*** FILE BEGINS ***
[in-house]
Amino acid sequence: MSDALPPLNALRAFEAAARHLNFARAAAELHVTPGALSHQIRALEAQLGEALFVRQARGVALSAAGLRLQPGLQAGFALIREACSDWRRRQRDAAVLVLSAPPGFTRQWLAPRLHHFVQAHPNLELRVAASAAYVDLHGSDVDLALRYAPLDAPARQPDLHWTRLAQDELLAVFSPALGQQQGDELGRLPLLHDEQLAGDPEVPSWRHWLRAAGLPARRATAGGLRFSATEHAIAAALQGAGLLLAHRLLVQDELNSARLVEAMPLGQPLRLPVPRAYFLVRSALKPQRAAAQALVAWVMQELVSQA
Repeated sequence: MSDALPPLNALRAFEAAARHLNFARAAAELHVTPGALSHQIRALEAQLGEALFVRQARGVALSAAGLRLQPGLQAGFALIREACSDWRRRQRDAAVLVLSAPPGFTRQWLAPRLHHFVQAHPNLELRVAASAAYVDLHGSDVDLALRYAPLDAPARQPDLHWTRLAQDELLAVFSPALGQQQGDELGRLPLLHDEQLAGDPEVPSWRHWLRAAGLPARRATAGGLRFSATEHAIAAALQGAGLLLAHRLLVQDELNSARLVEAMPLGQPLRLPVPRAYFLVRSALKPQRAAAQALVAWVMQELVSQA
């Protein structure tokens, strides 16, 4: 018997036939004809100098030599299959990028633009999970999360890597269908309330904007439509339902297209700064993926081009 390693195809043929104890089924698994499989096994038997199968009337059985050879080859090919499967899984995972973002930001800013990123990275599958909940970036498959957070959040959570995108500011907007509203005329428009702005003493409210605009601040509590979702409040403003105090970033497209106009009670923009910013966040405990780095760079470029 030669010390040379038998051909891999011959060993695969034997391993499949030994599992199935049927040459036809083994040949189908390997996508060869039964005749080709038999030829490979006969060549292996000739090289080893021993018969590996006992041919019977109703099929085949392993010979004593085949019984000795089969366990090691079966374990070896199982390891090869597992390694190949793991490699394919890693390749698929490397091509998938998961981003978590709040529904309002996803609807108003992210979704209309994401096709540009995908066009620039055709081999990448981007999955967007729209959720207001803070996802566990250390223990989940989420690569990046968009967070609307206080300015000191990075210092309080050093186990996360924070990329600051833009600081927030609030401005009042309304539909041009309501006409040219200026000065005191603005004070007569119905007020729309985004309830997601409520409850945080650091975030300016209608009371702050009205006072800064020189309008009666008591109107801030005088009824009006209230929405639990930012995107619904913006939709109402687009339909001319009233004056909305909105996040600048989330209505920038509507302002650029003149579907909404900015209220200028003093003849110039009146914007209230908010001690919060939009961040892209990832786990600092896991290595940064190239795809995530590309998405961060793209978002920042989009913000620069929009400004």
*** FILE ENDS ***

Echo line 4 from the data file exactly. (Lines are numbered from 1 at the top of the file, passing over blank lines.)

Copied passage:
């Protein structure tokens, strides 16, 4: 018997036939004809100098030599299959990028633009999970999360890597269908309330904007439509339902297209700064993926081009 390693195809043929104890089924698994499989096994038997199968009337059985050879080859090919499967899984995972973002930001800013990123990275599958909940970036498959957070959040959570995108500011907007509203005329428009702005003493409210605009601040509590979702409040403003105090970033497209106009009670923009910013966040405990780095760079470029 030669010390040379038998051909891999011959060993695969034997391993499949030994599992199935049927040459036809083994040949189908390997996508060869039964005749080709038999030829490979006969060549292996000739090289080893021993018969590996006992041919019977109703099929085949392993010979004593085949019984000795089969366990090691079966374990070896199982390891090869597992390694190949793991490699394919890693390749698929490397091509998938998961981003978590709040529904309002996803609807108003992210979704209309994401096709540009995908066009620039055709081999990448981007999955967007729209959720207001803070996802566990250390223990989940989420690569990046968009967070609307206080300015000191990075210092309080050093186990996360924070990329600051833009600081927030609030401005009042309304539909041009309501006409040219200026000065005191603005004070007569119905007020729309985004309830997601409520409850945080650091975030300016209608009371702050009205006072800064020189309008009666008591109107801030005088009824009006209230929405639990930012995107619904913006939709109402687009339909001319009233004056909305909105996040600048989330209505920038509507302002650029003149579907909404900015209220200028003093003849110039009146914007209230908010001690919060939009961040892209990832786990600092896991290595940064190239795809995530590309998405961060793209978002920042989009913000620069929009400004």